I ranted a lot about this subject on QuoraAnswers :

Quora Answer : If pre-modernism is associated as the age of romanticism and if modernism is associated with the age of enlightenment, what age is post-modernism associated with?

Sep 13,2020

Another way of looking at it is that TheEnlightenment put a lot of faith in "learning" and "education" and "books" etc ... when information was still a scarce resource, owned and managed by well educated and largely responsible, but also privileged and self-interested, gatekeepers.

Post-modernist philosophy grew in the second half of the 20th century, partly in response to the explosion of media : of many newspapers, radio, television, magazines. Of mass advertising. And, of course, kind of "predicted" the effects of the Cambrian explosion of even more media that we'd see with the internet.

To answer your question, if pre-modernism is associated with the age of "romanticism". And "modernism" is associated with "enlightenment", you can argue that post-modernism is the philosophy of the age of "InformationOverload"

When there's too much information - too many different, contradictory voices chattering at us - then Enlightenment ideals like "freedom of speech"; and Enlightenment institutions like modern "education systems" and "democracy" etc, are simply unable to cope with the excess of rival contradictory information.

There are now no centres of authority - whether the government, the university, the academics, the intellectuals, the media etc. - who people trust to distinguish truth from lies. Not even doctors in the age of Covid19 denialism. Meanwhile social media and YouTube have an infinite amount of space for an infinite number of rival narratives, all presented with equally passionate intensity.

People get the post-modernists wrong. They think that the post-modernists advocated relativism and the abandonment of truth. And they are outraged when they hear this. But the post-modernists were far less advocating abandoning truth than they were warning us ... that the institutions we were putting our trust in : "reason", "education", "democracy", "a free press" etc. - even "language" - were not adequate to cope with the creative power and inherent perversity of "narrative". (OnNarrative)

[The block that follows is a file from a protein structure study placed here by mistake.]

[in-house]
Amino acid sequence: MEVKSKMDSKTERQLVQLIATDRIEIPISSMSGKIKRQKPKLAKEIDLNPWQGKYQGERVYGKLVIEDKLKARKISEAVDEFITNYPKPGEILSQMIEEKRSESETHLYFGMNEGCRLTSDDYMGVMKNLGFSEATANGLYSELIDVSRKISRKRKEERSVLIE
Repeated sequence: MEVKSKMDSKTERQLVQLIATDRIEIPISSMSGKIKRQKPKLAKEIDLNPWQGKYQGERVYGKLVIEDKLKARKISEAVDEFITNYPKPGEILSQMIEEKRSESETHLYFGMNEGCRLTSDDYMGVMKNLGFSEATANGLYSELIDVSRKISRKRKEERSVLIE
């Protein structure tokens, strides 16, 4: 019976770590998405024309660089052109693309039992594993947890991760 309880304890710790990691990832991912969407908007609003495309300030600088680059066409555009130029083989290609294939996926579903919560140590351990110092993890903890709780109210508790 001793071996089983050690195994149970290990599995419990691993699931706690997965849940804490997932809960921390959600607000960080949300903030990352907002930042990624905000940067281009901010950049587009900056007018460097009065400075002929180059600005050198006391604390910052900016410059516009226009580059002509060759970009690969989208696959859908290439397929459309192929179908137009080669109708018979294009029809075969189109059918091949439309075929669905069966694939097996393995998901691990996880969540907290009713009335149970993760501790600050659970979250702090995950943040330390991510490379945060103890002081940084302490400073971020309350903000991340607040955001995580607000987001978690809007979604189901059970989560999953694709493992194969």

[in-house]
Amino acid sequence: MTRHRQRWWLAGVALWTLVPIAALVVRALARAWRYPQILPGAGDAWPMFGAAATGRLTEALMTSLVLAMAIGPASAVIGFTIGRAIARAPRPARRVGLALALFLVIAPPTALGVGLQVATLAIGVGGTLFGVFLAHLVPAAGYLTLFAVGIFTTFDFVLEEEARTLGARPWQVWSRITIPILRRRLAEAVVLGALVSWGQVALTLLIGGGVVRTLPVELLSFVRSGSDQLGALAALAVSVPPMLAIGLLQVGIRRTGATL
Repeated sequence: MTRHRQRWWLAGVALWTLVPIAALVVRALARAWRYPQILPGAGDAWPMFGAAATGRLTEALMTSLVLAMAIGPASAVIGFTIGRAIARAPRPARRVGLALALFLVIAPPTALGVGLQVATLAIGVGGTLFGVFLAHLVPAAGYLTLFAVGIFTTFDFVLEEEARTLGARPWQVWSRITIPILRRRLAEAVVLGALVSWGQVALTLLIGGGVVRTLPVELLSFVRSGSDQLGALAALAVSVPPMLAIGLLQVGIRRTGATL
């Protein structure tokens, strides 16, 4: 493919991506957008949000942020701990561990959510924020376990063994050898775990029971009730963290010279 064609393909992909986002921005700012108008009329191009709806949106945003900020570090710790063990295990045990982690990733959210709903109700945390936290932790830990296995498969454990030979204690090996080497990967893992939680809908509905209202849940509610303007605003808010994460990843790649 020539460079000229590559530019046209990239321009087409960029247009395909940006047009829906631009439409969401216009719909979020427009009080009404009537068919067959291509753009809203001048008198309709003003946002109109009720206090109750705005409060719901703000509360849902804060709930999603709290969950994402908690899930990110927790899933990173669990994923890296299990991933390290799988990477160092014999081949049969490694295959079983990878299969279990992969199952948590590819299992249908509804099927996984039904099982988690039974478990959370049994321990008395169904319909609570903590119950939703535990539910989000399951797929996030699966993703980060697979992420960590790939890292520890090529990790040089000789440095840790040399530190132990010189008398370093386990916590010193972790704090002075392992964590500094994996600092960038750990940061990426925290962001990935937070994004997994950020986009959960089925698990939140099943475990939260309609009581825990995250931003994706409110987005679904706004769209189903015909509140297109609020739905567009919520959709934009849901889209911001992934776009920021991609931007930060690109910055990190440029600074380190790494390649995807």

Post-modernists would talk about "the play of the signifiers free from the signifieds". And people think "what nonsense". But today, most of us understand that a meme's survivability and capacity to "go viral" on the internet is independent of whether it is true or not. But that's really just a different metaphor for saying the same thing. (SurvivabilityDoesNotEqualTruth)

The PoMos saw that language / media / symbols / signs / culture ... were autonomous from "reality". And had a life of their own. You could study these phenomena. You could enjoy them. (Lyotard and Baudrilliard are very big on the pleasure that this world of autonomous symbols gives us, and why we love it.) But we couldn't rely on it. We couldn't rely on language or signs or the media to stick with reality. Or to underpin rational discussion and decision making.

Like I say, a lot of people were outraged, and wanted to shoot the messengers.

But here we are in an age of the internet, with over 3 billion people absorbing and reiterating every bad idea that comes their way. The things that the PoMos were talking about now affect all of us. Memes and culture REALLY ARE autonomous of "reality". Reality can't hold the storytellers and the fake-news and the all mighty "narrative" to account. Academia, government authority, democratic institutions, rational argument etc. etc. have all failed to keep signs tied to reality.

Exactly as the PoMos implied they would.

The Enlightenment was a sham.

Imagine Voltaire or Benjamin Franklin trying to cope with the phenomenon of QAnon. Imagine how their simplistic liberal platitudes and homespun sensible wisdom stacks up against the machinations of Roger Stone and Alex Jones and the people who say "go out to work because COVID is a communist plot, caused by 5G and BillGates. And also stay home, despite all that smoke, because the wild-fires are a myth spread by AntiFa who want to rob your house".